Last Modified: Sunday, May 20, 2012 7:02 PMBATON ROUGE — One Southwest Louisiana lawmaker said a bill approved by the House on Thursday is fiscally irresponsible because it allows lawmakers to restore more than $260 million in one-time money to the state budget.
The House voted 63-38 for House Bill 822, by House Appropriations Chairman Jim Fannin, D-Jonesboro. The measure takes money from dedicated state funds and includes nearly $70 million in recurring revenue. It heads to the Senate for consideration.
Fannin said he wants to gradually reduce spending of one-time money, but that getting rid of it completely would mean drastic cuts for critical services like health care and higher education.
“On top of all the cuts we’ve had to take the last two years, I’d like for it to be a softer landing than just dropping a bomb,” he said.
Rep. Brett Geymann, R-Moss Bluff, said several lawmakers who approved an amendment to strip one-time money from the $25 billion budget in House Bill 1 changed their stance because of “fear and confusion tactics” from Gov. Bobby Jindal’s administration.
“We expected the bill to fail, based on what we heard,” Geymann said. “This isn’t the end; we just lost one of the battles. We have a strong core group of people who are willing to stand on this issue and to not budge, despite the pressure from leadership.”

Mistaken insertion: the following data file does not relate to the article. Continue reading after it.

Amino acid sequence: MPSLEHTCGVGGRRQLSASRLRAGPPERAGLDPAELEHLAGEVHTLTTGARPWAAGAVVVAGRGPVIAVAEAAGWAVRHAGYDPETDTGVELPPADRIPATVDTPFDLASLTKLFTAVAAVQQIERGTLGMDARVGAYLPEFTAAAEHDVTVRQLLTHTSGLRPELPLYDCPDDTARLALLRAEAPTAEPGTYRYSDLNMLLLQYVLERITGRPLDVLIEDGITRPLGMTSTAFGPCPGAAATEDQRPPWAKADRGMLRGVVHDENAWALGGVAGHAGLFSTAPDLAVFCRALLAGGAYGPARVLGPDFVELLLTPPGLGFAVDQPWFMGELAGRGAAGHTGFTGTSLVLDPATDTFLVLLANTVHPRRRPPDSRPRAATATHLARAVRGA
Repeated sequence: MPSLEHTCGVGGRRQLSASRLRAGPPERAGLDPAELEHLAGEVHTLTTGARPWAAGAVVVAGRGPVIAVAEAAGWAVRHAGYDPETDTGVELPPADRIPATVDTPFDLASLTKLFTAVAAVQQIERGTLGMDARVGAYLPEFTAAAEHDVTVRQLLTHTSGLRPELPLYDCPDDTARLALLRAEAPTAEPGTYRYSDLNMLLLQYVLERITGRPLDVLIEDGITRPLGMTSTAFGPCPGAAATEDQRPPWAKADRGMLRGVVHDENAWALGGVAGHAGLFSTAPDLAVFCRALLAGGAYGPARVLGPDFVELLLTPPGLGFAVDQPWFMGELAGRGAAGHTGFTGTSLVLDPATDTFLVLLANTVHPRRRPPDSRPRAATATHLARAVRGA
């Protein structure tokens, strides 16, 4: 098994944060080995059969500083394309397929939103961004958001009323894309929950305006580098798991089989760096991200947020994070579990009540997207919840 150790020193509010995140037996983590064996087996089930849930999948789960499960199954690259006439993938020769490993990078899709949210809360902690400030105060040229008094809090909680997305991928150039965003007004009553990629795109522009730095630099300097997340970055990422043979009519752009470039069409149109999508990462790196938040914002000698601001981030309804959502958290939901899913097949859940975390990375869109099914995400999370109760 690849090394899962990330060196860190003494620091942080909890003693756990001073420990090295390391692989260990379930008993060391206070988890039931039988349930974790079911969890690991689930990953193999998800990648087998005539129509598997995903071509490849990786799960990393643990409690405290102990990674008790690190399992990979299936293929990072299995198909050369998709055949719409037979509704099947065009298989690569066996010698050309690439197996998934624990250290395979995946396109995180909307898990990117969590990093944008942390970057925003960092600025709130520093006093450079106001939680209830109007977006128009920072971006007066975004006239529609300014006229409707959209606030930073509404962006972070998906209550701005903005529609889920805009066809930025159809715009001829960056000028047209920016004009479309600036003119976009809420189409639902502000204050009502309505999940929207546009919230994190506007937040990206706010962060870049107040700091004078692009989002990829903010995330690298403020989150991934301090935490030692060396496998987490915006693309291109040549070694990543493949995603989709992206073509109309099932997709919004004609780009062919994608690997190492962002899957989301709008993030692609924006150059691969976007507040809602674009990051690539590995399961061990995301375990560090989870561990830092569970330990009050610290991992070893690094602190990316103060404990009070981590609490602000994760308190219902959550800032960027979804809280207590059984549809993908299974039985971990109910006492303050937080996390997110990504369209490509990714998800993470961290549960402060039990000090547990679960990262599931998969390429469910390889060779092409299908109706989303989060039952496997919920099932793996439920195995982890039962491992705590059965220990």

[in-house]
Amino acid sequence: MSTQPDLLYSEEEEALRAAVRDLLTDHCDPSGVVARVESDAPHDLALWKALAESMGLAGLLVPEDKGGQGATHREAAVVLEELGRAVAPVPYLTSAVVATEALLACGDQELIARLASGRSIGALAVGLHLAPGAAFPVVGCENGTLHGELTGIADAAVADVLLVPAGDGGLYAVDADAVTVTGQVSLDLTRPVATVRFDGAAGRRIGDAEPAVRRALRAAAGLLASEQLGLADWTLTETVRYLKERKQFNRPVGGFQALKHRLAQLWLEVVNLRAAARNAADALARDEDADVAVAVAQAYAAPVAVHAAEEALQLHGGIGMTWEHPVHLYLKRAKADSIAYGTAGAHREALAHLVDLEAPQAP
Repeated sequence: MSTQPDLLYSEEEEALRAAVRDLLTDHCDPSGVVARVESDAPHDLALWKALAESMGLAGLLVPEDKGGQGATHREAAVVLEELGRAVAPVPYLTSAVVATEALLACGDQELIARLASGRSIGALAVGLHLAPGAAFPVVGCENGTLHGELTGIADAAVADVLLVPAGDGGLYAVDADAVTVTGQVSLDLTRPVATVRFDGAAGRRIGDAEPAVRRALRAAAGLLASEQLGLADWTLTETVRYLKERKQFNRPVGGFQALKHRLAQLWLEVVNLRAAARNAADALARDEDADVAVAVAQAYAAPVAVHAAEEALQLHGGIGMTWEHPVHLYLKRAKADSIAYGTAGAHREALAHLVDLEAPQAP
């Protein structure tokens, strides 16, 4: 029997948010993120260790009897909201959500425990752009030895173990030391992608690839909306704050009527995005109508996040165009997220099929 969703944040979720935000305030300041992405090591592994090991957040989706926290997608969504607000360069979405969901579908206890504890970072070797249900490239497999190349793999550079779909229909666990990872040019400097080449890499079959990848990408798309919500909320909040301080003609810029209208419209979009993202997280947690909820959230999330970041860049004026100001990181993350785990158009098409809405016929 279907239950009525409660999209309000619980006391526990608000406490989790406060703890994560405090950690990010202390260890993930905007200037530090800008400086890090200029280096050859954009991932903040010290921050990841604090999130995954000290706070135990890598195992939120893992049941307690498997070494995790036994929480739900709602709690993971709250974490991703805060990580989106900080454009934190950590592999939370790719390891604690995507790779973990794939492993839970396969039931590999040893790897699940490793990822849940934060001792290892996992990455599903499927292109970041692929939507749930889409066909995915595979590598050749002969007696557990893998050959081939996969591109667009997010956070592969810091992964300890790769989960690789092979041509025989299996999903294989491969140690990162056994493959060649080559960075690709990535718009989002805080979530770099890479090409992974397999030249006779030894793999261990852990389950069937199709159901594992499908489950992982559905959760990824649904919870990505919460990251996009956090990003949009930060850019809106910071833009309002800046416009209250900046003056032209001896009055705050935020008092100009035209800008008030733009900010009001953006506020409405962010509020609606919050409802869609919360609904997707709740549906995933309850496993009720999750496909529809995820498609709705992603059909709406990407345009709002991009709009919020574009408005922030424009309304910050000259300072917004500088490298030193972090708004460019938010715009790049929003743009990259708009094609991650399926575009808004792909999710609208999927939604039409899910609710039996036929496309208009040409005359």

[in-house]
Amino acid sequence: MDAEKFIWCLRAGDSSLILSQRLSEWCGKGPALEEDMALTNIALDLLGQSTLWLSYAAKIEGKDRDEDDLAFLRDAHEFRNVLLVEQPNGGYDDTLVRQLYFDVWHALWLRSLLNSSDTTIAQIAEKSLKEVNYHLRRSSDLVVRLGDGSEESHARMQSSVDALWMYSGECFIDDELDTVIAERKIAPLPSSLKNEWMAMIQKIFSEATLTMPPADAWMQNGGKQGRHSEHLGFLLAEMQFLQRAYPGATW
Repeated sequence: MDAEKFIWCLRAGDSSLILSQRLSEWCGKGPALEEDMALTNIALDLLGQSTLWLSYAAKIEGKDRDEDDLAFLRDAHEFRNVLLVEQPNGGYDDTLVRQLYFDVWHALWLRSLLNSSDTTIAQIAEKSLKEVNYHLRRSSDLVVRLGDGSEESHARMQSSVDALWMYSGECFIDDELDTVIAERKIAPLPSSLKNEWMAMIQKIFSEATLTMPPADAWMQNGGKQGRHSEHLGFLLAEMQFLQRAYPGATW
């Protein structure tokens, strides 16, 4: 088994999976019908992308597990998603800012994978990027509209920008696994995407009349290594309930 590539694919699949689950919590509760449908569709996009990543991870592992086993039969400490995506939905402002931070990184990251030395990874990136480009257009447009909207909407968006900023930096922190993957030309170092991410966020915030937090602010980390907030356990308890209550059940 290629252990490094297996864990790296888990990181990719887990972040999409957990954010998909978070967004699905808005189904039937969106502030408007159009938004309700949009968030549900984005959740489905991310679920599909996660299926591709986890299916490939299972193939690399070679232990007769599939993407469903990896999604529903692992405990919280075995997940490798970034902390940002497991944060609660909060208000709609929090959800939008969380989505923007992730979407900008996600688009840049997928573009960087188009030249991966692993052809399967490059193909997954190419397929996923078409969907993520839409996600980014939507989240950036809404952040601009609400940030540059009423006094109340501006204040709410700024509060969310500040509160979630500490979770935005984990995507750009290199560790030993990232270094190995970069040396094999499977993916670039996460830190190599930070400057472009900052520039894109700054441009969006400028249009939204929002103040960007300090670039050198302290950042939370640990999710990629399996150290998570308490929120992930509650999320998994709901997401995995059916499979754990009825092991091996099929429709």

Geymann, along with Rep. Jim Morris, R-Oil City, said Fannin’s measure was unconstitutional because it takes fees from other sources and turns them into taxes by putting them into the state’s general fund.
One example, Geymann said, is taking money from litter abatement services.
“The people who are paying that dollar for litter abatement are not getting the services they were paying for,” he said.
Geymann, along with several House members, issued a joint news release Wednesday, saying that removing one-time funds would not affect critical services to higher education and health care.
They said the amendment in House Bill 1 reduces higher education staff “through vacant positions and furloughs.”
Voting for the measure were House Speaker Chuck Kleckley, R-Lake Charles, James Armes, D-Leesville, Mike Danahay, D-Sulphur, A.B. Franklin, D-Lake Charles, John Guinn, R-Jennings, and Dorothy Sue Hill, D-Dry Creek.
Geymann, Bob Hensgens, R-Abbeville, and Frank Howard, R-Many, opposed the bill.